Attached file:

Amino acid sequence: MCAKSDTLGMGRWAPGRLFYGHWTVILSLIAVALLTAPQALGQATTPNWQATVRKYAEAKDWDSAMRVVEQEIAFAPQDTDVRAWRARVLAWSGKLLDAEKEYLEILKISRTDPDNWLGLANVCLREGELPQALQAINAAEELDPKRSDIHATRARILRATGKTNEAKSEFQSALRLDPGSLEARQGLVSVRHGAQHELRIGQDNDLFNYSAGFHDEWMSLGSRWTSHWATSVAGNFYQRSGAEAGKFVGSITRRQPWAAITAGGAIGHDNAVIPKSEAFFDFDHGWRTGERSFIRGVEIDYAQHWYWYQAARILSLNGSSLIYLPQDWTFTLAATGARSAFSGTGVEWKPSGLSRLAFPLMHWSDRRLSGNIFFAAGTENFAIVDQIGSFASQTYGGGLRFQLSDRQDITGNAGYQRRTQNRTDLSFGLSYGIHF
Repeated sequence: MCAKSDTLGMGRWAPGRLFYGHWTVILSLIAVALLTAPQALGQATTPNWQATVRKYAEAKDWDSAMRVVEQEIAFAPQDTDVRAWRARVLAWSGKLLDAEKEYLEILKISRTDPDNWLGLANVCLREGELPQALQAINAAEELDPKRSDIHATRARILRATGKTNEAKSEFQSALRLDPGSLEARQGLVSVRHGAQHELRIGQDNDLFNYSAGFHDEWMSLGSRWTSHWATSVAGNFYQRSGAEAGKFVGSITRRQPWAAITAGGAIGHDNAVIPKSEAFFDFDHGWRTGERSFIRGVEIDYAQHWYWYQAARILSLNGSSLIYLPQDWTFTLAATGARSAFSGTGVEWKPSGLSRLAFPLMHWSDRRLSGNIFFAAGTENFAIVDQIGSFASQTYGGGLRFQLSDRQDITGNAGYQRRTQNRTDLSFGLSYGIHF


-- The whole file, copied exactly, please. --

Amino acid sequence: MCAKSDTLGMGRWAPGRLFYGHWTVILSLIAVALLTAPQALGQATTPNWQATVRKYAEAKDWDSAMRVVEQEIAFAPQDTDVRAWRARVLAWSGKLLDAEKEYLEILKISRTDPDNWLGLANVCLREGELPQALQAINAAEELDPKRSDIHATRARILRATGKTNEAKSEFQSALRLDPGSLEARQGLVSVRHGAQHELRIGQDNDLFNYSAGFHDEWMSLGSRWTSHWATSVAGNFYQRSGAEAGKFVGSITRRQPWAAITAGGAIGHDNAVIPKSEAFFDFDHGWRTGERSFIRGVEIDYAQHWYWYQAARILSLNGSSLIYLPQDWTFTLAATGARSAFSGTGVEWKPSGLSRLAFPLMHWSDRRLSGNIFFAAGTENFAIVDQIGSFASQTYGGGLRFQLSDRQDITGNAGYQRRTQNRTDLSFGLSYGIHF
Repeated sequence: MCAKSDTLGMGRWAPGRLFYGHWTVILSLIAVALLTAPQALGQATTPNWQATVRKYAEAKDWDSAMRVVEQEIAFAPQDTDVRAWRARVLAWSGKLLDAEKEYLEILKISRTDPDNWLGLANVCLREGELPQALQAINAAEELDPKRSDIHATRARILRATGKTNEAKSEFQSALRLDPGSLEARQGLVSVRHGAQHELRIGQDNDLFNYSAGFHDEWMSLGSRWTSHWATSVAGNFYQRSGAEAGKFVGSITRRQPWAAITAGGAIGHDNAVIPKSEAFFDFDHGWRTGERSFIRGVEIDYAQHWYWYQAARILSLNGSSLIYLPQDWTFTLAATGARSAFSGTGVEWKPSGLSRLAFPLMHWSDRRLSGNIFFAAGTENFAIVDQIGSFASQTYGGGLRFQLSDRQDITGNAGYQRRTQNRTDLSFGLSYGIHF